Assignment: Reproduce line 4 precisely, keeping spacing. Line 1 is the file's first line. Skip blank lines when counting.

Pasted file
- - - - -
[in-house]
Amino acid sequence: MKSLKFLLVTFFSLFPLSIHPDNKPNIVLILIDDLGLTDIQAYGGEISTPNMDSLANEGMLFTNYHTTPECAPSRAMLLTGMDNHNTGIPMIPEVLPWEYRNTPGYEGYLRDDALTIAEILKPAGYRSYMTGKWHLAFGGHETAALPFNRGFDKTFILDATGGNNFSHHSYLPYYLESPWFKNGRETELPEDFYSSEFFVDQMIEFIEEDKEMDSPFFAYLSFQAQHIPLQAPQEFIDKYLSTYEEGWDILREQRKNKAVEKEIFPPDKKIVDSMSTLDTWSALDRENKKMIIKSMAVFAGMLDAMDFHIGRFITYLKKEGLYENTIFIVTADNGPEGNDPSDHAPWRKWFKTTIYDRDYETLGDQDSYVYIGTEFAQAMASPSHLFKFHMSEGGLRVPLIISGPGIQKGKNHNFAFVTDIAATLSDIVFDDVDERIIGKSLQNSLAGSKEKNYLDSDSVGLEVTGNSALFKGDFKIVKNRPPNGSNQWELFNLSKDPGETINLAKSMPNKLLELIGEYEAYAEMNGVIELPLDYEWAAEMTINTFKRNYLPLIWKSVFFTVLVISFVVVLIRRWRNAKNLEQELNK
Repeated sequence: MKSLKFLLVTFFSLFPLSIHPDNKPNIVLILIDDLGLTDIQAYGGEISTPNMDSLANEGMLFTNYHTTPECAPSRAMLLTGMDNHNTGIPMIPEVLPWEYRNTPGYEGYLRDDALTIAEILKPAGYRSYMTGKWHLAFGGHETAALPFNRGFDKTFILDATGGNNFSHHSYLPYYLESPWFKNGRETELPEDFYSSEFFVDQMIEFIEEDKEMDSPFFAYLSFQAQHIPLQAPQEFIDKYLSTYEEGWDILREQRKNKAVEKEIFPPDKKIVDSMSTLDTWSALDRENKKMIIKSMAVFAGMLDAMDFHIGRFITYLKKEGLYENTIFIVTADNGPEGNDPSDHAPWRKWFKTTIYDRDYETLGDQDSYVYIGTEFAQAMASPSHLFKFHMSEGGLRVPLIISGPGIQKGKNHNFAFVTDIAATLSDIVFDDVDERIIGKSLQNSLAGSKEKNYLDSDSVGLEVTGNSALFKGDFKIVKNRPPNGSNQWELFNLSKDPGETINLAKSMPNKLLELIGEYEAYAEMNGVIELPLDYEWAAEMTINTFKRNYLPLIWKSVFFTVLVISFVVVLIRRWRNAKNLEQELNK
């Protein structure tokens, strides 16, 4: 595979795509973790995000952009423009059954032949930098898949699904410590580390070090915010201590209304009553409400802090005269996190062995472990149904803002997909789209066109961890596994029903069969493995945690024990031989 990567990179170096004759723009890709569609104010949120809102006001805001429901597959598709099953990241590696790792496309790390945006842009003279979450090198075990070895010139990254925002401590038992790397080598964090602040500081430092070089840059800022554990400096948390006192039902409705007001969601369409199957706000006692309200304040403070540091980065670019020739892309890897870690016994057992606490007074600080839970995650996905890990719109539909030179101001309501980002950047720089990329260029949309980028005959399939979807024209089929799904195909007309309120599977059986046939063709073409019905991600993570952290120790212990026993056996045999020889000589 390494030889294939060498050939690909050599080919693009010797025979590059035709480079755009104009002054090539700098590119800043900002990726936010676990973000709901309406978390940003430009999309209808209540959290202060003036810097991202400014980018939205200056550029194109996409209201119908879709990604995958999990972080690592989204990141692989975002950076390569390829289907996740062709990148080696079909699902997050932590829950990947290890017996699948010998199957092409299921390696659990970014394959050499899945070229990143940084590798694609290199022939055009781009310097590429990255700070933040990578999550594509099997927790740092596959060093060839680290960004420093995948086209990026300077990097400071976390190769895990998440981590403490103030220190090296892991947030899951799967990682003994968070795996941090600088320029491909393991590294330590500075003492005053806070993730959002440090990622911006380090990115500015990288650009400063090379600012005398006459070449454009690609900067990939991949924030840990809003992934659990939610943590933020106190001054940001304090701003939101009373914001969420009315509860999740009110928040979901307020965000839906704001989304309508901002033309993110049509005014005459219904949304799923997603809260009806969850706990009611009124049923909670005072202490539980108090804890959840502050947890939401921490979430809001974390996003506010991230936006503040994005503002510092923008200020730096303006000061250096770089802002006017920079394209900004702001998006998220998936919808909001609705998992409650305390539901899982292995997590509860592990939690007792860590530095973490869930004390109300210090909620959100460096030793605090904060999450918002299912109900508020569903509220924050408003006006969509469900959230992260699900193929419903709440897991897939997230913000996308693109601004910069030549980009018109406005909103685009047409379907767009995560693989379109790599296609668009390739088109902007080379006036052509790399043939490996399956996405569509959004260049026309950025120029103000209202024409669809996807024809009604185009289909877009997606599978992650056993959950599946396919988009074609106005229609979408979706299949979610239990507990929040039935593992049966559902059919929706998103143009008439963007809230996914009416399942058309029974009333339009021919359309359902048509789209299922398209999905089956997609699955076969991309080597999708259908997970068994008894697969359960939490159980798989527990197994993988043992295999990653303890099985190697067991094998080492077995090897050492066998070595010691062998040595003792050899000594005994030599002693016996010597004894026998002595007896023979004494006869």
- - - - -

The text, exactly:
């Protein structure tokens, strides 16, 4: 595979795509973790995000952009423009059954032949930098898949699904410590580390070090915010201590209304009553409400802090005269996190062995472990149904803002997909789209066109961890596994029903069969493995945690024990031989 990567990179170096004759723009890709569609104010949120809102006001805001429901597959598709099953990241590696790792496309790390945006842009003279979450090198075990070895010139990254925002401590038992790397080598964090602040500081430092070089840059800022554990400096948390006192039902409705007001969601369409199957706000006692309200304040403070540091980065670019020739892309890897870690016994057992606490007074600080839970995650996905890990719109539909030179101001309501980002950047720089990329260029949309980028005959399939979807024209089929799904195909007309309120599977059986046939063709073409019905991600993570952290120790212990026993056996045999020889000589 390494030889294939060498050939690909050599080919693009010797025979590059035709480079755009104009002054090539700098590119800043900002990726936010676990973000709901309406978390940003430009999309209808209540959290202060003036810097991202400014980018939205200056550029194109996409209201119908879709990604995958999990972080690592989204990141692989975002950076390569390829289907996740062709990148080696079909699902997050932590829950990947290890017996699948010998199957092409299921390696659990970014394959050499899945070229990143940084590798694609290199022939055009781009310097590429990255700070933040990578999550594509099997927790740092596959060093060839680290960004420093995948086209990026300077990097400071976390190769895990998440981590403490103030220190090296892991947030899951799967990682003994968070795996941090600088320029491909393991590294330590500075003492005053806070993730959002440090990622911006380090990115500015990288650009400063090379600012005398006459070449454009690609900067990939991949924030840990809003992934659990939610943590933020106190001054940001304090701003939101009373914001969420009315509860999740009110928040979901307020965000839906704001989304309508901002033309993110049509005014005459219904949304799923997603809260009806969850706990009611009124049923909670005072202490539980108090804890959840502050947890939401921490979430809001974390996003506010991230936006503040994005503002510092923008200020730096303006000061250096770089802002006017920079394209900004702001998006998220998936919808909001609705998992409650305390539901899982292995997590509860592990939690007792860590530095973490869930004390109300210090909620959100460096030793605090904060999450918002299912109900508020569903509220924050408003006006969509469900959230992260699900193929419903709440897991897939997230913000996308693109601004910069030549980009018109406005909103685009047409379907767009995560693989379109790599296609668009390739088109902007080379006036052509790399043939490996399956996405569509959004260049026309950025120029103000209202024409669809996807024809009604185009289909877009997606599978992650056993959950599946396919988009074609106005229609979408979706299949979610239990507990929040039935593992049966559902059919929706998103143009008439963007809230996914009416399942058309029974009333339009021919359309359902048509789209299922398209999905089956997609699955076969991309080597999708259908997970068994008894697969359960939490159980798989527990197994993988043992295999990653303890099985190697067991094998080492077995090897050492066998070595010691062998040595003792050899000594005994030599002693016996010597004894026998002595007896023979004494006869």